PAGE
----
Sometimes, the choice of color palette impacts the way those with visual impairments perceive your slides. Now, using poor color contrast makes for a difficult reading experience for everyone, so always make sure that the text and background colors contrast well. Another important note to remember is that not everyone perceives color in the same way. Those with color blindness tend to usually confuse red and green, and, to a lesser degree, yellow and blue. So in graphs, avoid using color as the singular differentiating factor; use text or symbols to distinguish between information points. You can also use resources like Coblis, which we mentioned in our color palette blog, to simulate what a slide would look like for those with color blindness.
Font selection and size
The content is the backbone of your content, and making it accessible ensures that the audience can fully understand and engage with your material. The first thing to consider is the font choice; ideally, you should choose a large, simple, and sans-serif font that is easy on the eyes (think Arial or Verdana).
And less is more, always! There is no need to cram a large paragraph on a slide; rather, summarize your main point in a couple of sentences that anyone can quickly read. Plus, displaying your text in a generously large font size, like 24pt or larger, helps the audience read the text easily, including those reading from a distance.
Beyond font choice and size, make sure to include a simple alt text for images and objects so that they are clear, particularly for those who can’t see them.
Avoid excess animation
When it comes to animation in PowerPoint, adding some action can make it more fluid and interesting, but adding too much or making it too excessive can be tiresome. Some people tend to get vertigo or even epileptic seizures from excessive animation, flashing images, strobing lights, or rapid movements. So keep that in mind to keep your animations in check. Remember that the overall goal of your presentation is to inform and engage, and there’s no real need for rapid movements that make for uncomfortable viewing.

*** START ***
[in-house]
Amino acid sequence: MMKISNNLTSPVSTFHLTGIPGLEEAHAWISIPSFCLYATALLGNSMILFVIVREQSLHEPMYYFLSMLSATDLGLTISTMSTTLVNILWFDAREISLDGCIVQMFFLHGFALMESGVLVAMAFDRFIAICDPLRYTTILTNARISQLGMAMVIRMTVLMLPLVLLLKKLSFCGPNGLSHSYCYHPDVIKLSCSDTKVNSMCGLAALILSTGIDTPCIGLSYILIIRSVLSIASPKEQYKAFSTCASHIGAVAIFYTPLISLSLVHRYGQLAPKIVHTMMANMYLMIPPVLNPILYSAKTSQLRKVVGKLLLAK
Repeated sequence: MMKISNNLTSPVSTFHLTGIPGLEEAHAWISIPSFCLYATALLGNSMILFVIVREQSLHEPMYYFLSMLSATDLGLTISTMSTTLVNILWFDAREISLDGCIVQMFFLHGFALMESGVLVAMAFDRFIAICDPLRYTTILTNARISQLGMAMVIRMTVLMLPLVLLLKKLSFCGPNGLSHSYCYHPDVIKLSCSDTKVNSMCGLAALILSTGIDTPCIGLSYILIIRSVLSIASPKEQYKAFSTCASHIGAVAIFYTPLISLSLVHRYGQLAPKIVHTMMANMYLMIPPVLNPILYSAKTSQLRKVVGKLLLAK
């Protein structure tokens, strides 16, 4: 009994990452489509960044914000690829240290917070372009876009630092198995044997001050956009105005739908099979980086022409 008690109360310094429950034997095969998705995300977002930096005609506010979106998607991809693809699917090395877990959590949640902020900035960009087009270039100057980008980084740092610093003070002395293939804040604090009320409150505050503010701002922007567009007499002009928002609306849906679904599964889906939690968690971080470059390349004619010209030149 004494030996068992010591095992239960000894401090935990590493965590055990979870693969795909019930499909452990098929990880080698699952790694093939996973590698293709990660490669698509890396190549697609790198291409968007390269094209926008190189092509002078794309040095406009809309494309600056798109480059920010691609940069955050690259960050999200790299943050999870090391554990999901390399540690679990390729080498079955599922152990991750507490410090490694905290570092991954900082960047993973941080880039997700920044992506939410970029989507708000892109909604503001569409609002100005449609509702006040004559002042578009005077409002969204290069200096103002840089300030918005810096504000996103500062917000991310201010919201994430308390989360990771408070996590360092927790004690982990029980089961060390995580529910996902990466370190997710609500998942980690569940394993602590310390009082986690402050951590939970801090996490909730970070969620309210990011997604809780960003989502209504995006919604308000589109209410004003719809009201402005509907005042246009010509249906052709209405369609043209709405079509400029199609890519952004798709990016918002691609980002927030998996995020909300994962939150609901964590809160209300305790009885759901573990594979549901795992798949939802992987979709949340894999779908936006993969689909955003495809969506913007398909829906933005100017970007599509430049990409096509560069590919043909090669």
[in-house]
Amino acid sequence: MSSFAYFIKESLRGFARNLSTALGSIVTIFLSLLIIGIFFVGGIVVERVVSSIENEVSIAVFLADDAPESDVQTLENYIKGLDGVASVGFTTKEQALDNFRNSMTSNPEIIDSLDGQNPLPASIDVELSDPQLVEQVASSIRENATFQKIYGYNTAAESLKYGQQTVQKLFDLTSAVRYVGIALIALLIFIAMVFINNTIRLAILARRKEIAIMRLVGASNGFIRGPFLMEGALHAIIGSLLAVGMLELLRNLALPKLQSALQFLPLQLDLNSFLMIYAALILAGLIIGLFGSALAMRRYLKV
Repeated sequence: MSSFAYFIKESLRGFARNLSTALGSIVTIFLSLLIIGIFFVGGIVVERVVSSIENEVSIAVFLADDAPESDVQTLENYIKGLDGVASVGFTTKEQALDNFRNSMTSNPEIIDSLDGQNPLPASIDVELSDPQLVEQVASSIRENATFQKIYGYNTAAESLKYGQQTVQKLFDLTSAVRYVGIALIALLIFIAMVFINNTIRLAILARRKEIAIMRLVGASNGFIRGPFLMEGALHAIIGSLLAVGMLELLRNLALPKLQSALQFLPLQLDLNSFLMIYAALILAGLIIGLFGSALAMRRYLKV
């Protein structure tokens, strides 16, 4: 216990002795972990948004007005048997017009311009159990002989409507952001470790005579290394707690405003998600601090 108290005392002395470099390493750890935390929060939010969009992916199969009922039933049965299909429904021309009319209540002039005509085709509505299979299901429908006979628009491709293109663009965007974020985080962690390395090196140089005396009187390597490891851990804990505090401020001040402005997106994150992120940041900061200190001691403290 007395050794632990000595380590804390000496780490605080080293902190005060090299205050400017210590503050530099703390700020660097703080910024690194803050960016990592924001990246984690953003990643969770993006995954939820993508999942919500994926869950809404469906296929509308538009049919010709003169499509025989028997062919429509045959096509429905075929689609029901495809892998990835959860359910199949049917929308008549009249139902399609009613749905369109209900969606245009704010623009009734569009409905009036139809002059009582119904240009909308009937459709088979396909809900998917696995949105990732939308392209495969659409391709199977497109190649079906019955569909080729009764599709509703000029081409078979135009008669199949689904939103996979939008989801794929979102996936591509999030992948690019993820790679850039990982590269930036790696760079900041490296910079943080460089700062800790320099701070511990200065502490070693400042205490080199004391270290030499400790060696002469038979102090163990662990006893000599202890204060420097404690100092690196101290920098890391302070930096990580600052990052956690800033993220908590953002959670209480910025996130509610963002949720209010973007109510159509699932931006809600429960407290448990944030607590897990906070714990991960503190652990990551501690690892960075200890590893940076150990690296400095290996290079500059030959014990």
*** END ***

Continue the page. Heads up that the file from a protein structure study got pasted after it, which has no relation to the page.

Navigating accessibility tools and features
Luckily, PowerPoint has several features that help presenters create more accessible and approachable slides for their audience, including:
PowerPoint Accessibility Checker
Let us introduce you to the wonderful tool that is PowerPoint’s Accessibility Checker! This trusty sidekick of a feature looks over your presentation and ensures that it is inclusive of all abilities. You can find the Accessibility Checker by going to the File tab and selecting Info. Then, in the Check for Issues section, click the Check Accessibility option. This feature scans over your slides, helps identify and fix issues related to accessibility, and offers practical suggestions to fix them.
Screen readers compatibility
Screen readers are the magical narrators of the digital world. For individuals with visual impairments, screen readers read out the content displayed (such as text and alt text) to audience members through headphones. So before presenting, testing out the presentation with a screen reader is important to ensure compatibility and a smooth flow. Testing also helps you fine-tune your content to make it screen-reader-friendly, which is considerate for those who require this tool.
It is our responsibility as presenters to acknowledge the various experiences of how our audience interacts with the world. By implementing small changes into our presentations to attend to those with impairments, whether through choice of visuals or text, you create a more considerate experience. Presentations are about building bridges and making a connection, and by being inclusive of all types of individuals, you can foster a space that honors each member of your audience.